• Although legislation varies by state, most places don’t give foraging legal privilege, but accept and even encourage once informed about the situation. As a result, however, foraging usually has to take place on empty or abandoned, reforested lots, on the outskirts of development areas, or on unincorporated land which sees little or no improvement or care. The amount of trash and dumped materials has prompted us to conduct cleanup in parallel with the foraging.

Ensemble Design and Production

ANTIBODIES was awarded the Print All Over Me (PAOM) Endowment. This fund supports artists and designers to pursue creative projects that push, expand, or ignore the boundaries between fashion, art and design. FEELD received custom digitally printed clothing to use in the completion of Antibodies. The fabric is printed to order, then cut and sewn. Working in the concept of slow fashion allows for high quality items to be produced in an environmentally sustainable way.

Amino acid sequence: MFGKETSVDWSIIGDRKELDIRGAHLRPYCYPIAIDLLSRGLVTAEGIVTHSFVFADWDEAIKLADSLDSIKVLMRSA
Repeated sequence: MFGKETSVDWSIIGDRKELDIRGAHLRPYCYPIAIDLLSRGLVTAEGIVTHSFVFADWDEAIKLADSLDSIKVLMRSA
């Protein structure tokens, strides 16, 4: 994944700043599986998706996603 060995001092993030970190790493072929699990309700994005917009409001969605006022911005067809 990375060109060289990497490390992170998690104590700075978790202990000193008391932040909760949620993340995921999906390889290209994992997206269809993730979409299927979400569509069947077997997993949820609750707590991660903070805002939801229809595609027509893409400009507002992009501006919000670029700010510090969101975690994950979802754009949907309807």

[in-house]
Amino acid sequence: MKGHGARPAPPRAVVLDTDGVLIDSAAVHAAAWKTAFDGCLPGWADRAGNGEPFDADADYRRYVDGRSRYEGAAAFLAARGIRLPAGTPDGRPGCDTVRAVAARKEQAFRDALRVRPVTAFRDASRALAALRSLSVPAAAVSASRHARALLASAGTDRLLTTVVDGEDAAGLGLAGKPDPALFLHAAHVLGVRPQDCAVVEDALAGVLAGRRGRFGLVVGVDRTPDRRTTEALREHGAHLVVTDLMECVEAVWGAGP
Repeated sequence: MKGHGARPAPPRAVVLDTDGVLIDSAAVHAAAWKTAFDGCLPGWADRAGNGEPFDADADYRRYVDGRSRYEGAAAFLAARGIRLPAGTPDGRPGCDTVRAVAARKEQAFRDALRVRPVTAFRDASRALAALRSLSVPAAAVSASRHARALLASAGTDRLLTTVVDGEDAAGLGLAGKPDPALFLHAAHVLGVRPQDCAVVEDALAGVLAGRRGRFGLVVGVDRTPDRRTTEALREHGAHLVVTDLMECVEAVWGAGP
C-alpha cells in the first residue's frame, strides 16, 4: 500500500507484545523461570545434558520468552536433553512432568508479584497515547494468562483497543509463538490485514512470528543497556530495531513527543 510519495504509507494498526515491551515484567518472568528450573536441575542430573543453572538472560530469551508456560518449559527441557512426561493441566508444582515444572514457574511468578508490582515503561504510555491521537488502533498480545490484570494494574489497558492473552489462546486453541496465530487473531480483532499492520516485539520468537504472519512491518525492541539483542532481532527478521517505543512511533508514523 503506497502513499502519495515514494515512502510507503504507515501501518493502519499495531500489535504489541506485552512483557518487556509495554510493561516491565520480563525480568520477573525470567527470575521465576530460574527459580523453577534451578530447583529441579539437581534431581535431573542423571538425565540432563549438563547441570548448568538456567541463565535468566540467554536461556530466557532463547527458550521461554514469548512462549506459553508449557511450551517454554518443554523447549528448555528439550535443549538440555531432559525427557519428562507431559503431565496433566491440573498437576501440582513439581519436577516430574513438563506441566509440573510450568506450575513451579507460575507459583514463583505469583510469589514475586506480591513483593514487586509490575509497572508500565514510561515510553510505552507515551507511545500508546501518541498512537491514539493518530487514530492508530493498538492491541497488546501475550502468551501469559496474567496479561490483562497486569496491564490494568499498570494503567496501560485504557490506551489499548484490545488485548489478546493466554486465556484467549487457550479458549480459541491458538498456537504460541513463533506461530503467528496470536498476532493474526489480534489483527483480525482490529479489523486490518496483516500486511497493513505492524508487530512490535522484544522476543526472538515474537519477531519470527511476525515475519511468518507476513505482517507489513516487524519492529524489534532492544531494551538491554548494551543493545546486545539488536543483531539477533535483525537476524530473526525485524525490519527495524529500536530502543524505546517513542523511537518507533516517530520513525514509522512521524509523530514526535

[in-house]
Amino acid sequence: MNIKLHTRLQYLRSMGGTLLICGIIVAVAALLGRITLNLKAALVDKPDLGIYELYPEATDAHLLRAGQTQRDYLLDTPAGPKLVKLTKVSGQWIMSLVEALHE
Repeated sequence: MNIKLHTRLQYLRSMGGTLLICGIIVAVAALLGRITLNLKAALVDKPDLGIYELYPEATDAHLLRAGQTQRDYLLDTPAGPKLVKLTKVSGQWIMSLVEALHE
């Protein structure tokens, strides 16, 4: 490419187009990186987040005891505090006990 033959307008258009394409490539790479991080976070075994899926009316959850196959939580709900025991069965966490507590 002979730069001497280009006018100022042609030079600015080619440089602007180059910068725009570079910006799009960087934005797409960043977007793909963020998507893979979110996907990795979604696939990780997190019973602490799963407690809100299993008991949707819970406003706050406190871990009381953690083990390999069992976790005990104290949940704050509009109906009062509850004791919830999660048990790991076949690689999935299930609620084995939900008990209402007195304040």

A guiding principle in the design process has been the concept of “anti-camouflage”. The majority of Florida’s large-body predators such as black bear, alligators, wild boar and variety of snakes only really represent a threat to humans if startled. Therefore, incorporating the intent to be noticed has been integral to the design of the PAOM field outfits.

              This principle is equally important for dealing with the public. Communicating an intent to hide or blend in would raise suspicion from fellow citizens, landowners and law enforcement alike. We address this issue by clothing the practice of foraging as visibly, brazenly and recognizably as possible, thereby performing the work itself and propagating the conversation about its intention and necessity all in one unified gesture.